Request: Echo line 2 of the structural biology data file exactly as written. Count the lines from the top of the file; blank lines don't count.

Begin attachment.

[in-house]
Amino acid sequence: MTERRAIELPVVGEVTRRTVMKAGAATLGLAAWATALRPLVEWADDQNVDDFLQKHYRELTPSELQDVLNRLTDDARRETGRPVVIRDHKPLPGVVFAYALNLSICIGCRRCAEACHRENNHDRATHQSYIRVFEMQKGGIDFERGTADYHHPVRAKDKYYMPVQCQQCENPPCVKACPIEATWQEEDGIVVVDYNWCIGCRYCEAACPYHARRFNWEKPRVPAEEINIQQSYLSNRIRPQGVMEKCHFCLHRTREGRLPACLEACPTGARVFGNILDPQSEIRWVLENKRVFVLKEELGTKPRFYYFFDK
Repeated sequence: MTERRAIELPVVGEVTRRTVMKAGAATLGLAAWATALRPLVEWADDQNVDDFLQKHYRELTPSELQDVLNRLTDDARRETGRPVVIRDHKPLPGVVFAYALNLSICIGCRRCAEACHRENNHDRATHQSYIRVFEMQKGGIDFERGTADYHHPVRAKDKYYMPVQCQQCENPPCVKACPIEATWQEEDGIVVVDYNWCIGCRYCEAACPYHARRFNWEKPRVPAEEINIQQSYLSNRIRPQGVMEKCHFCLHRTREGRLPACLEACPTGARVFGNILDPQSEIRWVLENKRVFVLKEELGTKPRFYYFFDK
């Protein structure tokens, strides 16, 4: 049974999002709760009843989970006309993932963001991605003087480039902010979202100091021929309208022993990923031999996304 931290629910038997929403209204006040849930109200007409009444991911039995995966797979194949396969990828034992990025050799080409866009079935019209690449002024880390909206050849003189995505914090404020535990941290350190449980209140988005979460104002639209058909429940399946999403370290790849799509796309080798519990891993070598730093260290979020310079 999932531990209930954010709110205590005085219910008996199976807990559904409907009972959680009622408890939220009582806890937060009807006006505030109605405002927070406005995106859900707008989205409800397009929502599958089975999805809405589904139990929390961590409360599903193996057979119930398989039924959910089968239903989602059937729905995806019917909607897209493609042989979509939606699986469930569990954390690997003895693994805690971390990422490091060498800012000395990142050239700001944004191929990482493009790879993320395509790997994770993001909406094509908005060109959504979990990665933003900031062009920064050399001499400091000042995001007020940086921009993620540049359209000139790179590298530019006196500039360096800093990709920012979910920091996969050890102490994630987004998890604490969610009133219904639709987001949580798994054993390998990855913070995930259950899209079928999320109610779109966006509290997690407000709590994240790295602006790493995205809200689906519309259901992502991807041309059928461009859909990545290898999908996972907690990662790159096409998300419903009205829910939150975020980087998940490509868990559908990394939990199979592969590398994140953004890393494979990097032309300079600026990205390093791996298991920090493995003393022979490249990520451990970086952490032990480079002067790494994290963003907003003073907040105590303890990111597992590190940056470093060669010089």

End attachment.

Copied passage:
Amino acid sequence: MTERRAIELPVVGEVTRRTVMKAGAATLGLAAWATALRPLVEWADDQNVDDFLQKHYRELTPSELQDVLNRLTDDARRETGRPVVIRDHKPLPGVVFAYALNLSICIGCRRCAEACHRENNHDRATHQSYIRVFEMQKGGIDFERGTADYHHPVRAKDKYYMPVQCQQCENPPCVKACPIEATWQEEDGIVVVDYNWCIGCRYCEAACPYHARRFNWEKPRVPAEEINIQQSYLSNRIRPQGVMEKCHFCLHRTREGRLPACLEACPTGARVFGNILDPQSEIRWVLENKRVFVLKEELGTKPRFYYFFDK